Lastly, through several contacts with Chelsea, Chelsea said: “Thank you for everything. I can’t say enough how grateful I am that you and your organization exist. If we weren’t able to get her into surgery to find out the problem I’m sure she would have passed in pain, although she never cried or showed complaint in anyway, I did notice in the short time I had her that if she hurt herself or I accidentally stepped on her foot she didn’t yelp or anything which I found odd but idk if a prior owner abused her if she made noise or that was just her own choice….Thank you so much!! She wouldn’t be coming home without you. I am forever grateful. I’m so glad she saw your message. I will feel a lot better I think having her ashes here. It has already been quite an adjustment as Lady was literally glued to my side no matter where I went for the last 2 months. I think I would just feel more at ease if she were at home.”
May you rest in peace sweet Lady. Just know that you were very loved in your final days in this life. – diana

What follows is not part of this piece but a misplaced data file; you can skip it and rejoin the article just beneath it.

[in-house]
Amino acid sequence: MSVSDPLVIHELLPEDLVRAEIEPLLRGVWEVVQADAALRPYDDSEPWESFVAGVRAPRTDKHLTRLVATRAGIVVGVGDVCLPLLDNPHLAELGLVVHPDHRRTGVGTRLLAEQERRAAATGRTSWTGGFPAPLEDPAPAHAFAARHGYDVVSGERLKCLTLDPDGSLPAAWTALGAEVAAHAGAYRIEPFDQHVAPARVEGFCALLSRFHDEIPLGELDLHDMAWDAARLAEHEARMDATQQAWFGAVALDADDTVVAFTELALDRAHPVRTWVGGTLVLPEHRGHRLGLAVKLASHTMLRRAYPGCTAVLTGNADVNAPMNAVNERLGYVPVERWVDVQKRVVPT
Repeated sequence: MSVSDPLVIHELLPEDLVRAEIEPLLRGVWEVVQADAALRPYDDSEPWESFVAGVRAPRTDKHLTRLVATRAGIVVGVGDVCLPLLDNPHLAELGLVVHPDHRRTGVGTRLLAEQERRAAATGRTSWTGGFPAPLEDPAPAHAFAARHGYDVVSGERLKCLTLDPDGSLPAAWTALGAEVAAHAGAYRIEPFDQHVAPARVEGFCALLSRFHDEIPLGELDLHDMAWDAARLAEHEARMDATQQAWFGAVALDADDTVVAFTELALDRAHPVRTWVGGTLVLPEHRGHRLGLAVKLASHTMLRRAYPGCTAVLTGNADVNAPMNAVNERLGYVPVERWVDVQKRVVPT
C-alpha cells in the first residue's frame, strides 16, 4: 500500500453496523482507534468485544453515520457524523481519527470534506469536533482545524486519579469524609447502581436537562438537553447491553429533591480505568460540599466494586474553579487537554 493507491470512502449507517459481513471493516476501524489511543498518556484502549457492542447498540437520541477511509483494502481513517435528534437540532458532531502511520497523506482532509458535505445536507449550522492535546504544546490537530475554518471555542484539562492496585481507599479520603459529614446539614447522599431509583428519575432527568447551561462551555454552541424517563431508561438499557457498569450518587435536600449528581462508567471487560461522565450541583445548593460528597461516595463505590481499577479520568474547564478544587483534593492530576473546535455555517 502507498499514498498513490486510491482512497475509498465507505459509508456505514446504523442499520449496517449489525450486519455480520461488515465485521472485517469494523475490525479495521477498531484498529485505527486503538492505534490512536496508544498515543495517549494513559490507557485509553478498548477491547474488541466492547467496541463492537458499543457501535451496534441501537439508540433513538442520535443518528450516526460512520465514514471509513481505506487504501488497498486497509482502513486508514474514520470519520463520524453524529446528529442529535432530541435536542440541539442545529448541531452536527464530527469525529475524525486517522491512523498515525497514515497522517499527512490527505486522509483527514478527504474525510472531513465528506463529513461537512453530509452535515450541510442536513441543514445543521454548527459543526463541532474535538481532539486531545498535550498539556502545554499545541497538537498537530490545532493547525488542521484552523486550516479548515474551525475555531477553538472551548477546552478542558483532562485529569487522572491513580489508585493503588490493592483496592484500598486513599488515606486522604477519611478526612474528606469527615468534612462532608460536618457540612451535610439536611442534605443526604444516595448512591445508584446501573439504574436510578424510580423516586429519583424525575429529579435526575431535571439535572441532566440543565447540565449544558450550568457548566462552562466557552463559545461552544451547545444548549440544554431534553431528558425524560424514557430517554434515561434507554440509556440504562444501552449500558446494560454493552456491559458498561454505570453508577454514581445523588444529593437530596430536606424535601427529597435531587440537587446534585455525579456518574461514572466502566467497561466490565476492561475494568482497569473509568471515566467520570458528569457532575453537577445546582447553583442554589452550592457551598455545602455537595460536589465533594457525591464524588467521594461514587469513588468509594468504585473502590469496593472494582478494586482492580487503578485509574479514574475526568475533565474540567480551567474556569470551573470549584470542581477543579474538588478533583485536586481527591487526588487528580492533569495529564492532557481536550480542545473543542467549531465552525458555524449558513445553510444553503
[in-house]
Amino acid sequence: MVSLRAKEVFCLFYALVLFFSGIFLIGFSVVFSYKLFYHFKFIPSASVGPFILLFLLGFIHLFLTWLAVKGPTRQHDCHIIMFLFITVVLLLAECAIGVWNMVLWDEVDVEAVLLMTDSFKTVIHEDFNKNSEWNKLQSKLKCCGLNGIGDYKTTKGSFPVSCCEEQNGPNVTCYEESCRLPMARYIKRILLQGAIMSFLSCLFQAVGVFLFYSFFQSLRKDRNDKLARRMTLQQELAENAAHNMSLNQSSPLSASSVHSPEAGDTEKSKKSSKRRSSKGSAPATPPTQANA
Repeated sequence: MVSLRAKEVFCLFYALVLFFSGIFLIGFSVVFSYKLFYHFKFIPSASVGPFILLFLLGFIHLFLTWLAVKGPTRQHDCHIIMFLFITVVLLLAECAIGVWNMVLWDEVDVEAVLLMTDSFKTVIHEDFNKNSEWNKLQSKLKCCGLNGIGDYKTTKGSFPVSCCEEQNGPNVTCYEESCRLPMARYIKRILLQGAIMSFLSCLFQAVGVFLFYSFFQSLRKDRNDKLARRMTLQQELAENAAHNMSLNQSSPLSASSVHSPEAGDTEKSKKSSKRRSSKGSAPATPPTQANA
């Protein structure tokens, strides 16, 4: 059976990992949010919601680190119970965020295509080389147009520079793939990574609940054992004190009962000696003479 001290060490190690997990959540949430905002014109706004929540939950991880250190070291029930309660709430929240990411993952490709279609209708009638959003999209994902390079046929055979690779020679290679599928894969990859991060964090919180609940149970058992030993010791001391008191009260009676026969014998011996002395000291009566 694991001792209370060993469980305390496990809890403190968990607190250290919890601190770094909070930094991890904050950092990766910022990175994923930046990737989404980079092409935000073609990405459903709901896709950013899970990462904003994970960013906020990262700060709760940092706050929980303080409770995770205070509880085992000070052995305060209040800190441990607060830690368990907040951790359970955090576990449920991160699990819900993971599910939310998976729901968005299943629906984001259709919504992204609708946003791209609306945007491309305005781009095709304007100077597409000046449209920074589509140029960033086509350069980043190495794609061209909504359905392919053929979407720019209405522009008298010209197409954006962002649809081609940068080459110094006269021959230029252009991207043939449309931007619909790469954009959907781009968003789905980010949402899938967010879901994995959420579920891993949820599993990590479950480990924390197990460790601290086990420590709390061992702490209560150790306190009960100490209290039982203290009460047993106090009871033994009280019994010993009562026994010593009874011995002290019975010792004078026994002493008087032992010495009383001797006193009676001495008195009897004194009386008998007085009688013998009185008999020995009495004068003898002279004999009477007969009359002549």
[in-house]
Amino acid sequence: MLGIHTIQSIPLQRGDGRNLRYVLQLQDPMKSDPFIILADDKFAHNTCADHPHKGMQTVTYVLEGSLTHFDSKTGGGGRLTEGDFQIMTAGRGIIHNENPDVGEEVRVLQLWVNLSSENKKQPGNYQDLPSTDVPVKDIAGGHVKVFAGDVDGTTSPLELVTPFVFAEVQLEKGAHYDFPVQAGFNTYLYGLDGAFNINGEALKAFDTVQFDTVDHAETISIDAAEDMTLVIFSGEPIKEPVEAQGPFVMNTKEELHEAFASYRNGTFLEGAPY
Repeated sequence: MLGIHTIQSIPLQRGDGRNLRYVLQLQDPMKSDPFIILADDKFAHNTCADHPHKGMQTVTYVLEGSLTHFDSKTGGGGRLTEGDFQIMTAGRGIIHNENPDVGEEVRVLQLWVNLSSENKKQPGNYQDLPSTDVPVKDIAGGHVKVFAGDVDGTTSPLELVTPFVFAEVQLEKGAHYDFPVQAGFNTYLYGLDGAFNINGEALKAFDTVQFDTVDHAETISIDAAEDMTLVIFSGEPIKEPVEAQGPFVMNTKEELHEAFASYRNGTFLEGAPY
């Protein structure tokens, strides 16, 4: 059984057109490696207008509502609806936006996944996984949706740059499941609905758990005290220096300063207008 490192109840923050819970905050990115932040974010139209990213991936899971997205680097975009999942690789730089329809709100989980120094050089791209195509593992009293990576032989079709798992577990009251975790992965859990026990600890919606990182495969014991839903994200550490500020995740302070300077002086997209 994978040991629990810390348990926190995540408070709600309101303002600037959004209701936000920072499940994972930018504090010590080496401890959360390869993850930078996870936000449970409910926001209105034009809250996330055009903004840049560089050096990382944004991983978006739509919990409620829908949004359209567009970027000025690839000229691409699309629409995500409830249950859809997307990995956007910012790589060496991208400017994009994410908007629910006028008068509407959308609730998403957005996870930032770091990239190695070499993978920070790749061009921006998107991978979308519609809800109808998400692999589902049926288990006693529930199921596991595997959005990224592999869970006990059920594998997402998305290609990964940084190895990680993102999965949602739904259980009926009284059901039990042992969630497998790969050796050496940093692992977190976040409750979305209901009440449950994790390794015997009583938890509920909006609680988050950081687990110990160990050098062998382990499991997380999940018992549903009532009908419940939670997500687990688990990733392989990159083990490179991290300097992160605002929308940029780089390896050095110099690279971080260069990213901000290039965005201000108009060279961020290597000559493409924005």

8/19/22 – As we mark our 12th year of making a difference in the lives of the homeless, I ask for your continued support. Without the generosity of our supporters, veterinary hospitals, and good samaritans, so many animals would be forced to die on the street — alone and prey for others.
You might remember Honey and Sweet Potato. They were trapped together in that Sweet Potato had been by the side of his buddy for weeks. Honey had a wound on his back and his eye appeared injured. After Honey was trapped his finder reported that Honey’s eye appeared to be missing. Honey was barely moving but he was still breathing and enjoyed being petted.